First, create a personal space for each child. It's a good idea to get two of everything (such as beds and dressers), and use curtains or other space dividers. Second, respect each child's schedule individually. Younger kids usually go to bed before older ones. Finally, set rules for when friends come over and how toys and personal belongings are handled.
When placing children in the same bedroom, it's important to take their ages and temperaments into account. Children who are close in age or have similar schedules and activity levels do best sharing a room. Twins can be particularly comfortable in the same room. However, children who have poor sleeping habits or illnesses may have difficulty sharing a room with another child. Children may need to be split up temporarily if these issues occur.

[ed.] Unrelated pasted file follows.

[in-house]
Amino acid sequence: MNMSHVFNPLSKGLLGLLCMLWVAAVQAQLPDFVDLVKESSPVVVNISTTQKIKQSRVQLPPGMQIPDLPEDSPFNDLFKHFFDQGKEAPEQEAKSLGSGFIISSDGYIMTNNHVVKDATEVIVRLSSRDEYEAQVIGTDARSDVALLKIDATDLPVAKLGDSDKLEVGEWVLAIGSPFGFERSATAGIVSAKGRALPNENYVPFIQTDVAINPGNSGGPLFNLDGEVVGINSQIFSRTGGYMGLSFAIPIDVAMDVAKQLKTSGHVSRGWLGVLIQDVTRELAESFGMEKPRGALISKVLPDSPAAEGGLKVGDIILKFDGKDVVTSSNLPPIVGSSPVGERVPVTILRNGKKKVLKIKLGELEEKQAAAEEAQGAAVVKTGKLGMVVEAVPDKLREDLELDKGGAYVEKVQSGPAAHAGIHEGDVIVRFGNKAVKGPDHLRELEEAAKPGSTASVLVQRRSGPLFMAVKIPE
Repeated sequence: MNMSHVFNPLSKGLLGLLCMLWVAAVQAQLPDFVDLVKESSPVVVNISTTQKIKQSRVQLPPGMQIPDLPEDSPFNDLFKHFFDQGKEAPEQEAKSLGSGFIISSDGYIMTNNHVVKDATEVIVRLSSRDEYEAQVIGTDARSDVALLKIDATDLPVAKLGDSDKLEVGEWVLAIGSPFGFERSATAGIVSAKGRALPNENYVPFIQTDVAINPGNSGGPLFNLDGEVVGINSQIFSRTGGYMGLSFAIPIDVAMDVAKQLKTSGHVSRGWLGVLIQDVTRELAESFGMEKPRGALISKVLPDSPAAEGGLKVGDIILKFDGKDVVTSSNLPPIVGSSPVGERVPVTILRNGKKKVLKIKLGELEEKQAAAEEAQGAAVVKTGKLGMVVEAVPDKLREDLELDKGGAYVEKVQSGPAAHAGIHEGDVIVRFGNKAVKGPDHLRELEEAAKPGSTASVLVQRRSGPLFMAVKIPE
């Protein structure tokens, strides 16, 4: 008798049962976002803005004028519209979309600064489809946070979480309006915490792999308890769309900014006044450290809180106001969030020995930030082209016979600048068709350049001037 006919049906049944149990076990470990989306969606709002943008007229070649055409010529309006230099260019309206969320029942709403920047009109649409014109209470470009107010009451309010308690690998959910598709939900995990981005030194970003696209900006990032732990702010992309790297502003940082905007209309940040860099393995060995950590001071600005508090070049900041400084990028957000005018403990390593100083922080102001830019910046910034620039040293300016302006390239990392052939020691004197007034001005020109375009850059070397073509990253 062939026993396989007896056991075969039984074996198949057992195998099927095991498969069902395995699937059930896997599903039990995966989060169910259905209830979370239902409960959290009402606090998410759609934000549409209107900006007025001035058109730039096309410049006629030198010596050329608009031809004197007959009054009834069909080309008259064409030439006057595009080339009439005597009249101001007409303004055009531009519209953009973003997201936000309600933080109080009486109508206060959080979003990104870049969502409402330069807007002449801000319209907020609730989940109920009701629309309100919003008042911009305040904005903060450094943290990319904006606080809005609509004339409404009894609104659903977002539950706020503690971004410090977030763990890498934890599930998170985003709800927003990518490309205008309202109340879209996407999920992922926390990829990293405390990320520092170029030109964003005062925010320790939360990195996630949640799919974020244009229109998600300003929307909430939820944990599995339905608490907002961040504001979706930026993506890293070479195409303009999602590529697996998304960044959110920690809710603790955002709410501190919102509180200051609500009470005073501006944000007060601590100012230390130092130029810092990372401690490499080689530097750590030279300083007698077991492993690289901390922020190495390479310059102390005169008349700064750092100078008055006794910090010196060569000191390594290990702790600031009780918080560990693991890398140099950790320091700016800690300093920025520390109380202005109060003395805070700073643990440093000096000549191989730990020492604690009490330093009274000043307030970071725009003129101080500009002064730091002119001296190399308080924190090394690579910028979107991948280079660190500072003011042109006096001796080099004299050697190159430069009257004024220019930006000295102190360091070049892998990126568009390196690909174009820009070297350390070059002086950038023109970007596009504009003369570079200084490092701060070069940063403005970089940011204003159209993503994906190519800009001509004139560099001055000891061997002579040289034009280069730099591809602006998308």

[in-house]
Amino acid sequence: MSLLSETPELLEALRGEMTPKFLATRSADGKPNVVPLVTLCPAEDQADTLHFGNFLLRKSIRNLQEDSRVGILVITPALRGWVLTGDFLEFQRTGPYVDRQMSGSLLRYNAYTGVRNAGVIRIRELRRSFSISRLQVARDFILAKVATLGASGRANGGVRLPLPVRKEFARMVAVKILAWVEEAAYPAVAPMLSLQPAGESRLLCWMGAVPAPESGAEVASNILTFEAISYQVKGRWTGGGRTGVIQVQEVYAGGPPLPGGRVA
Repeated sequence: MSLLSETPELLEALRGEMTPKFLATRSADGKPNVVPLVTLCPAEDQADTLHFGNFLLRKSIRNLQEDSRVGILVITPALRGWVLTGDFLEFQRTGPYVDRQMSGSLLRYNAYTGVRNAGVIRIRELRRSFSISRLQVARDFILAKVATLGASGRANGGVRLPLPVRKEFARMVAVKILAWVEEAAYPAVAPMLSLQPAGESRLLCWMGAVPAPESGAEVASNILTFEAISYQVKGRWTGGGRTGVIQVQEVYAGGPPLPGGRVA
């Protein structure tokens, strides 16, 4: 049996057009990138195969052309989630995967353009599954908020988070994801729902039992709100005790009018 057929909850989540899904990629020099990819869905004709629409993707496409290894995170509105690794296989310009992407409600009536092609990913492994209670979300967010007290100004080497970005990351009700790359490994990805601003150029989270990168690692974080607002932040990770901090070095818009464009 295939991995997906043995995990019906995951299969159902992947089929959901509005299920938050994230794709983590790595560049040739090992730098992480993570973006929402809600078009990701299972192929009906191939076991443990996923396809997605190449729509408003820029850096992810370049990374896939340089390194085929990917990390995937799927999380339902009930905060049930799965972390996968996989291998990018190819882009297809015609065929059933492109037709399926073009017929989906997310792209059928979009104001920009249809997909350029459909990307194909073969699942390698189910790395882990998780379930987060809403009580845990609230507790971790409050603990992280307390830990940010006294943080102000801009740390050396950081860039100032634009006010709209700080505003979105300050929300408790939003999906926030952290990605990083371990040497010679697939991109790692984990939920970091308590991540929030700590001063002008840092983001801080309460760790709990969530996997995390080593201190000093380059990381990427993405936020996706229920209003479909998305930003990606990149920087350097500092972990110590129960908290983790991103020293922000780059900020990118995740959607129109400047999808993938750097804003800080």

While younger children may enjoy sharing a room and feel comforted by each other's presence, older children often prefer privacy. It is important to listen to children's preferences as they grow older. In the case of opposite-gender siblings, room-sharing can work well when they are young and are less competitive than same-gender siblings for toys, clothes and friends. Once opposite-gender siblings get older and reach puberty, privacy issues may make it harder for them to share a room. Child psychologist Dr. Bartell recommends that opposite-gender children should have their own rooms after the age of six.